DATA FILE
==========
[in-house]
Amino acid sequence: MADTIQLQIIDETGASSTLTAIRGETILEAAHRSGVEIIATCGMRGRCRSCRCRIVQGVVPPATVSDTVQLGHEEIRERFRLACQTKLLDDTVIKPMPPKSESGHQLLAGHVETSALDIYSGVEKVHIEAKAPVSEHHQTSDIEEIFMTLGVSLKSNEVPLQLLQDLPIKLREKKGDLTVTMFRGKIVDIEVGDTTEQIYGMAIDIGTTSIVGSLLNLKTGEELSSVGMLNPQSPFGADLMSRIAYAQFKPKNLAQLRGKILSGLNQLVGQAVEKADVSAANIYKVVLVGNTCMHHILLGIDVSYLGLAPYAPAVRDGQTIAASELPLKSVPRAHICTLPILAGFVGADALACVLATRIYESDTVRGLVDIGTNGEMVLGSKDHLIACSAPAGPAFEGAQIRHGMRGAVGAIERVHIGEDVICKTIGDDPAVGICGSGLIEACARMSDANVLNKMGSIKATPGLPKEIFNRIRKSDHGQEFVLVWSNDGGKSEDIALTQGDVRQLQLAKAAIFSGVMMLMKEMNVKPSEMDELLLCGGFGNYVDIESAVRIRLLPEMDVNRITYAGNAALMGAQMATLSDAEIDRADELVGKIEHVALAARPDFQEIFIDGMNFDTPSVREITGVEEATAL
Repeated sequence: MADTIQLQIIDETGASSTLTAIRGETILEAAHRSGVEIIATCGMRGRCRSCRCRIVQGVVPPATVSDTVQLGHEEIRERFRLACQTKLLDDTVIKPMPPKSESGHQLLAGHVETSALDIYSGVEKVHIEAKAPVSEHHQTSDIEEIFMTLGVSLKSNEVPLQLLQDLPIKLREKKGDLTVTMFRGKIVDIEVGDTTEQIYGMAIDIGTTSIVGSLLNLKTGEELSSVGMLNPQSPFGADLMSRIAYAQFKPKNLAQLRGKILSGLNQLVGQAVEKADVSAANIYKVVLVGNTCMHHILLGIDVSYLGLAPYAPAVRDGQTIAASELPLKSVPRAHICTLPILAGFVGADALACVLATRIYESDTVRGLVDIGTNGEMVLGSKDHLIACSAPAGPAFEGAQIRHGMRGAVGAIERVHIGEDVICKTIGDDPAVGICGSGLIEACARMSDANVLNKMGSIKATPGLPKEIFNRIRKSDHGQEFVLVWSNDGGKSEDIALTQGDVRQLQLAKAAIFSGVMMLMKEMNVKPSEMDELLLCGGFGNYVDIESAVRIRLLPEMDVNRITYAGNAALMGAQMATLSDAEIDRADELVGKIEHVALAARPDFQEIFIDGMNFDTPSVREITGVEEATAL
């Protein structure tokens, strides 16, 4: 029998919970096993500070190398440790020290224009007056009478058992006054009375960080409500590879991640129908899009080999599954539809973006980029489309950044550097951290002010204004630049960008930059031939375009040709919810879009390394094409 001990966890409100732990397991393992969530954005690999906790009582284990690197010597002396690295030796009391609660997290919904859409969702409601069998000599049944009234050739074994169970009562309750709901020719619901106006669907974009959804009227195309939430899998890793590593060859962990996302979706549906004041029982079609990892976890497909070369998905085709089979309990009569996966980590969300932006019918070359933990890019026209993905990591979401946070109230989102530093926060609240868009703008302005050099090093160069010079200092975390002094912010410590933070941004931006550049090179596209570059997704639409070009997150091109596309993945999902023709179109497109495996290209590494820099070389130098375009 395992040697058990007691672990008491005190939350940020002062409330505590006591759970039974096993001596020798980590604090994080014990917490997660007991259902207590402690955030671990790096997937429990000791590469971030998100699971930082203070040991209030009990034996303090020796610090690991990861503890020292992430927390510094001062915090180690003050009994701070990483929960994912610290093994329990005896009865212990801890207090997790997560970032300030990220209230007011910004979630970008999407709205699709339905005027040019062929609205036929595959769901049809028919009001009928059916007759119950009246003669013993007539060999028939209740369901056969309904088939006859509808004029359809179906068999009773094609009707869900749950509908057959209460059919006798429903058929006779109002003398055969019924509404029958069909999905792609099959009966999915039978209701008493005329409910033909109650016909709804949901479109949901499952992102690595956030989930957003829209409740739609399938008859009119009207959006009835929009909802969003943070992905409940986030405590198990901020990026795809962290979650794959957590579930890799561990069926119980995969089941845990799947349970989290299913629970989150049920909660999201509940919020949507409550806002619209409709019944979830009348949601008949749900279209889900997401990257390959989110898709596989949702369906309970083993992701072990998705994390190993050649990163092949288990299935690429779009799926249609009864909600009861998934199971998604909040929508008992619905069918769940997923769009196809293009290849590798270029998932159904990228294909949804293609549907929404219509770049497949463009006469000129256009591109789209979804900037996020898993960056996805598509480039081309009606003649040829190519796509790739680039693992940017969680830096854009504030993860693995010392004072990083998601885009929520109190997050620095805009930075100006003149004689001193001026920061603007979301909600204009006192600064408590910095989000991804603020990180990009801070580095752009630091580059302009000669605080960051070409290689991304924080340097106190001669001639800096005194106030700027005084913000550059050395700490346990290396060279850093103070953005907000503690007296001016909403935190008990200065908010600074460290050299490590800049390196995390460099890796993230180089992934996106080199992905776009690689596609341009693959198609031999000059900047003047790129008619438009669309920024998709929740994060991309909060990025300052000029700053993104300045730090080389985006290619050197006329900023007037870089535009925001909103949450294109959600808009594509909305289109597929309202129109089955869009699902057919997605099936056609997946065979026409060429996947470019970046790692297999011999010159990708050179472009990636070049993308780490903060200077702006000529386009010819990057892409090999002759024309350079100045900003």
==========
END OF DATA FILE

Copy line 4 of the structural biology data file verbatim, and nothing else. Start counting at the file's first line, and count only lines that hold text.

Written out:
């Protein structure tokens, strides 16, 4: 029998919970096993500070190398440790020290224009007056009478058992006054009375960080409500590879991640129908899009080999599954539809973006980029489309950044550097951290002010204004630049960008930059031939375009040709919810879009390394094409 001990966890409100732990397991393992969530954005690999906790009582284990690197010597002396690295030796009391609660997290919904859409969702409601069998000599049944009234050739074994169970009562309750709901020719619901106006669907974009959804009227195309939430899998890793590593060859962990996302979706549906004041029982079609990892976890497909070369998905085709089979309990009569996966980590969300932006019918070359933990890019026209993905990591979401946070109230989102530093926060609240868009703008302005050099090093160069010079200092975390002094912010410590933070941004931006550049090179596209570059997704639409070009997150091109596309993945999902023709179109497109495996290209590494820099070389130098375009 395992040697058990007691672990008491005190939350940020002062409330505590006591759970039974096993001596020798980590604090994080014990917490997660007991259902207590402690955030671990790096997937429990000791590469971030998100699971930082203070040991209030009990034996303090020796610090690991990861503890020292992430927390510094001062915090180690003050009994701070990483929960994912610290093994329990005896009865212990801890207090997790997560970032300030990220209230007011910004979630970008999407709205699709339905005027040019062929609205036929595959769901049809028919009001009928059916007759119950009246003669013993007539060999028939209740369901056969309904088939006859509808004029359809179906068999009773094609009707869900749950509908057959209460059919006798429903058929006779109002003398055969019924509404029958069909999905792609099959009966999915039978209701008493005329409910033909109650016909709804949901479109949901499952992102690595956030989930957003829209409740739609399938008859009119009207959006009835929009909802969003943070992905409940986030405590198990901020990026795809962290979650794959957590579930890799561990069926119980995969089941845990799947349970989290299913629970989150049920909660999201509940919020949507409550806002619209409709019944979830009348949601008949749900279209889900997401990257390959989110898709596989949702369906309970083993992701072990998705994390190993050649990163092949288990299935690429779009799926249609009864909600009861998934199971998604909040929508008992619905069918769940997923769009196809293009290849590798270029998932159904990228294909949804293609549907929404219509770049497949463009006469000129256009591109789209979804900037996020898993960056996805598509480039081309009606003649040829190519796509790739680039693992940017969680830096854009504030993860693995010392004072990083998601885009929520109190997050620095805009930075100006003149004689001193001026920061603007979301909600204009006192600064408590910095989000991804603020990180990009801070580095752009630091580059302009000669605080960051070409290689991304924080340097106190001669001639800096005194106030700027005084913000550059050395700490346990290396060279850093103070953005907000503690007296001016909403935190008990200065908010600074460290050299490590800049390196995390460099890796993230180089992934996106080199992905776009690689596609341009693959198609031999000059900047003047790129008619438009669309920024998709929740994060991309909060990025300052000029700053993104300045730090080389985006290619050197006329900023007037870089535009925001909103949450294109959600808009594509909305289109597929309202129109089955869009699902057919997605099936056609997946065979026409060429996947470019970046790692297999011999010159990708050179472009990636070049993308780490903060200077702006000529386009010819990057892409090999002759024309350079100045900003």